Danielle McLaughlin: Opioid addiction America's indiscriminate killer
OPINION: Synthetic narcotics up to 50 times stronger than morphine are killing Americans in ever-increasing numbers.
This week in Centreville, Ohio, a couple was found by their four young children, dead in their bedroom.
The transcript of the 911 call is heartbreaking. A young boy explains that his parents are "cold" and "not breathing".
It sent shivers down this parent's spine. Those children, aged nine to 13, expected a normal spring morning – breakfast and the school bus – but their parents never woke them for school. Instead, airline pilot Brian Halye and his wife Courtney, 36 and 34 respectively, had overdosed during the night. Their poison? Heroin laced with Fentanyl, a synthetic opiate 50 times stronger than heroin and 100 times stronger than morphine.
Ohio has been called ground zero in America's opioid crisis. In 2014, it had the most opioid overdose deaths in the country, despite being the seventh-largest state, far behind population behemoths such as California, Texas, and New York.
Here in New York City, opioid abuse is also major public health problem. Deaths due to opioid overdose are three times the city's murder rate. And this number has skyrocketed in recent years due to Fentanyl – the drug that killed the Halyes – now one of a suite of illicit drugs easily available on the street. Before 2015, this synthetic opioid was involved in less than 5 per cent of overdose deaths in New York City. A year later, nearly 90 per cent percent of fatal opioid overdoses involved heroin or Fentanyl.
If Fentanyl is the skyrocket in this grisly new reality, prescription opioids are the milk bottle from which it launched. In the US, overdose deaths of opioid addicts whose gateway drug was a prescription opioid like Oxycodone or Vicodin have steadily increased over the past 40 years. A few decades ago, less than 5 per cent of addicts got hooked with a prescription opioid. Now it's closer to 75 per cent. In light of this, New York City Mayor Bill DeBlasio this month launched HealingNYC, an initiative to curtail the supply of opioids, assist with drug treatment, and to prevent misuse and addiction.
Although New Zealand has a relatively small problem with opioid addiction, it's worth noting a study in The Lancet published last year. It revealed that, worldwide, use of prescription opioids more than doubled between 2001-03 and 2011-13 and that the biggest increases were seen in the US, Europe, Australia, and New Zealand.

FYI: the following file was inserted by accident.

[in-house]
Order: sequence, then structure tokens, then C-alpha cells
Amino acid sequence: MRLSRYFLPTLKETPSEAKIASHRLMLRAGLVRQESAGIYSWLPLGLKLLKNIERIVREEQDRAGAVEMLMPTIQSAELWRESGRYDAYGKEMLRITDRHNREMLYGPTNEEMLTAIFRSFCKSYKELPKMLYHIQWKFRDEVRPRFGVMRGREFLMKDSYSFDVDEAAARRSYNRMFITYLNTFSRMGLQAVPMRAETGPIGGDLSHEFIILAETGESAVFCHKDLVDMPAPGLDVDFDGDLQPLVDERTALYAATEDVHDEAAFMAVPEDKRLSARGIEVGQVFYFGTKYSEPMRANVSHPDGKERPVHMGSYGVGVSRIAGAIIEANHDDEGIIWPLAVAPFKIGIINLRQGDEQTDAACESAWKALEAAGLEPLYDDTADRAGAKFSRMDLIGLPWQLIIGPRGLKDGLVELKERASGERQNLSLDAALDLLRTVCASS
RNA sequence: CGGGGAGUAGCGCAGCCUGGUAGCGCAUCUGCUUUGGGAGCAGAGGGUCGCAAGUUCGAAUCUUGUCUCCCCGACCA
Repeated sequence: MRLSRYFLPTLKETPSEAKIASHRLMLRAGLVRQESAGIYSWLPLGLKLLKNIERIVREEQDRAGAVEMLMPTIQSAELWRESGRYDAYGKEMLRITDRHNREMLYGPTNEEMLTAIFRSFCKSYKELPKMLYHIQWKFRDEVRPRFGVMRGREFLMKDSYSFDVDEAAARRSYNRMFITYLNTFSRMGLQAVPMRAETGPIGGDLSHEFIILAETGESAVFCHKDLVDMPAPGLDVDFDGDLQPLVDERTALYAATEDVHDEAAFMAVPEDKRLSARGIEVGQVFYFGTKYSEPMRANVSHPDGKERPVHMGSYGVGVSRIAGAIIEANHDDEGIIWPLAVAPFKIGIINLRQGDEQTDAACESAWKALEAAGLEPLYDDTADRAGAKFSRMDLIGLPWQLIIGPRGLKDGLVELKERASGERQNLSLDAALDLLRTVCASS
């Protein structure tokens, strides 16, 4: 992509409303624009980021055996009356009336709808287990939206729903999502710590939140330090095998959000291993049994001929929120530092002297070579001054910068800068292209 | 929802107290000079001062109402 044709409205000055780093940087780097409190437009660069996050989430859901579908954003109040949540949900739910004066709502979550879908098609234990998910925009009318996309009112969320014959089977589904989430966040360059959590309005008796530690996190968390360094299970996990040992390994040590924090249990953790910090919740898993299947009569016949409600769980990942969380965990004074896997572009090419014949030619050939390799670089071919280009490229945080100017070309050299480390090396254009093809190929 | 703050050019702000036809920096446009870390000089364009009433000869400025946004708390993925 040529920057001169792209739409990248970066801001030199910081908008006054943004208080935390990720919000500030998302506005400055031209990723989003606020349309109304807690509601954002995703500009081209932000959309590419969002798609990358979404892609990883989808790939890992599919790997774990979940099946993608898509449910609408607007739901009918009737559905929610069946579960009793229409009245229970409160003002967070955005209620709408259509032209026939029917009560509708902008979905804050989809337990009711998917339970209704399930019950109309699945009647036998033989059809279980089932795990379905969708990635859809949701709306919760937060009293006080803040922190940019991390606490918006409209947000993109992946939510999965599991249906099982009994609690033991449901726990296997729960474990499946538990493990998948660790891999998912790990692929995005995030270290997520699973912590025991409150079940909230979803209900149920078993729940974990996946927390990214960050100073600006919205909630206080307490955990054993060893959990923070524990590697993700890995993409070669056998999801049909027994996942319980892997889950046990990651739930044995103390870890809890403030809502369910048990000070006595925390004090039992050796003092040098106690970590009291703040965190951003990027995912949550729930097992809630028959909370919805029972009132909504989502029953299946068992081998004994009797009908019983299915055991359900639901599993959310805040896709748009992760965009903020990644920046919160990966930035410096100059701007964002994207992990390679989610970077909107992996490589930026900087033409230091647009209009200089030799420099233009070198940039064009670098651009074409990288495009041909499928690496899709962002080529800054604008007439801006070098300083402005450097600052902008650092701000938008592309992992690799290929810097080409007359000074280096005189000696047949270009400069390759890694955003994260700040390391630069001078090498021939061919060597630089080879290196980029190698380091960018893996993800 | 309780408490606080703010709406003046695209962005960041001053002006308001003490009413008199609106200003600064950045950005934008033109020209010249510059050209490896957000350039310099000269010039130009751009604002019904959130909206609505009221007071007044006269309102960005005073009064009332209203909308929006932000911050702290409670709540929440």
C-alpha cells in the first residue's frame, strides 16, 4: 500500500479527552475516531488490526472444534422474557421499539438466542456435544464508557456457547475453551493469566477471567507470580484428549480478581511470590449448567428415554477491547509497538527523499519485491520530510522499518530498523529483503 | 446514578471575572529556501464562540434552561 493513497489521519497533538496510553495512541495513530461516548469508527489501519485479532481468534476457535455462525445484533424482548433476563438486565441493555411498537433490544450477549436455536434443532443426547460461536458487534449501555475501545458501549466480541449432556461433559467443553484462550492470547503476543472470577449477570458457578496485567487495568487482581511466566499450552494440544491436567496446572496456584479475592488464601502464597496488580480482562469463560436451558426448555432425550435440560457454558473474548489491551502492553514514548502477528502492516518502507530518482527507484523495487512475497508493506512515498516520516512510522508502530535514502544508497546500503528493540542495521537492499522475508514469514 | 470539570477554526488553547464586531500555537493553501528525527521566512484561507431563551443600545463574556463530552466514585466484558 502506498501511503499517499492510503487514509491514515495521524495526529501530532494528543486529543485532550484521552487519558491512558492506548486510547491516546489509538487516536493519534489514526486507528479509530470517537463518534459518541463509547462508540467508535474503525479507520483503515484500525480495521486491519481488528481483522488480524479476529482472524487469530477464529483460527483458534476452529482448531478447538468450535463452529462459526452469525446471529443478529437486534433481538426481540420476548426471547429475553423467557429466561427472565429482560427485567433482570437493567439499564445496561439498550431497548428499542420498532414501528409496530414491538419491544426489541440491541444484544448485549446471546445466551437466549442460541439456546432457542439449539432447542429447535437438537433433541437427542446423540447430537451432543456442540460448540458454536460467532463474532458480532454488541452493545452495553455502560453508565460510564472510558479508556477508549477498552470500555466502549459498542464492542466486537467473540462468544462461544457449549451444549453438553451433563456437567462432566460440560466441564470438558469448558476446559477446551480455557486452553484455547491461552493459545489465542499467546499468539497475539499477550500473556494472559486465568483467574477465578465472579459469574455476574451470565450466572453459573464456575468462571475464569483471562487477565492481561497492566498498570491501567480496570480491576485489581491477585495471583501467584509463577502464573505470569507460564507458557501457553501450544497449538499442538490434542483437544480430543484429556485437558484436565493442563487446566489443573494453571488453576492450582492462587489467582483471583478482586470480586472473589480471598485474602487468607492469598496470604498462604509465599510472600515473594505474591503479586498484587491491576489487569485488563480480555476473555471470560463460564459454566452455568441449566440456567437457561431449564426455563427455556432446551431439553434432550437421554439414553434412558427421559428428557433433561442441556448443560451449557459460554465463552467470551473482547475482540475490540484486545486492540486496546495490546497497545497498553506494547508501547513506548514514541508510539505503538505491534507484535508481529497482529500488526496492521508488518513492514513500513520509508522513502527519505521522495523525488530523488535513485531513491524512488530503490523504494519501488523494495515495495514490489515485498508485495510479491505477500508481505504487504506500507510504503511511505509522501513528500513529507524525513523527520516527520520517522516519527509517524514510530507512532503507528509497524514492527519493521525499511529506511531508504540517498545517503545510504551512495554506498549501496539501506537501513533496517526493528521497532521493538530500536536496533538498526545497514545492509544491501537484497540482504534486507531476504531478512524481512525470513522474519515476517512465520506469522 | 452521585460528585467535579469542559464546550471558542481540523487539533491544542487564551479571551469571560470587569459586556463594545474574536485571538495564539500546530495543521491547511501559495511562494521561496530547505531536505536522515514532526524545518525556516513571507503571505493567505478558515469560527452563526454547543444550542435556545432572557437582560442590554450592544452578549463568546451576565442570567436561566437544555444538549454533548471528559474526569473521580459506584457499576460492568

I spoke this week to Denise Paone, Senior Director of Research and Surveillance at the New York City Department of Health and Mental Hygiene. I asked Paone what New York City's experience with opioids could teach Kiwis. .
According to Paone, New York "wanted to address the opioid issue at a public health level," with a focus on addiction prevention. She called it "stopping new starts". Paone's team set out to target the supply side – all doctors prescribing opioids in the city's five boroughs.
Paone's team focused on four key messages with doctors: First, that they didn't have to start with an opioid prescription for pain; that if an opioid is warranted, it should only be prescribed for acute pain for three days; to use the lowest possible effective dose; and to be wary of simultaneously prescribing drugs that would make fatal opioid overdose more likely.
In New Zealand, Peter Moodie led an opioid prescribing campaign in 2012 for the Capital & Coast District Health Board. The recommendations emanating out of that campaign echo those of New York City's, with the exception of a recommendation on co-prescriptions. In one year, it resulted in a 22 per cent decrease in GP opioid prescriptions and an average of 54 per cent in hospital opioid prescriptions.
Although opioid addiction is a fairly stable public health issue at this moment, increased opioid prescriptions are a feature of New Zealand's healthcare landscape. To avoid a nightmarish escalation, it's worth bearing in mind Denise Paone's parting word to me. America's opioid epidemic doesn't discriminate by age or socioeconomic status, she explained, "it's risky drugs, not risky people".
Follow Danielle on Twitter: @MsDMcLaughlin
- Sunday Star Times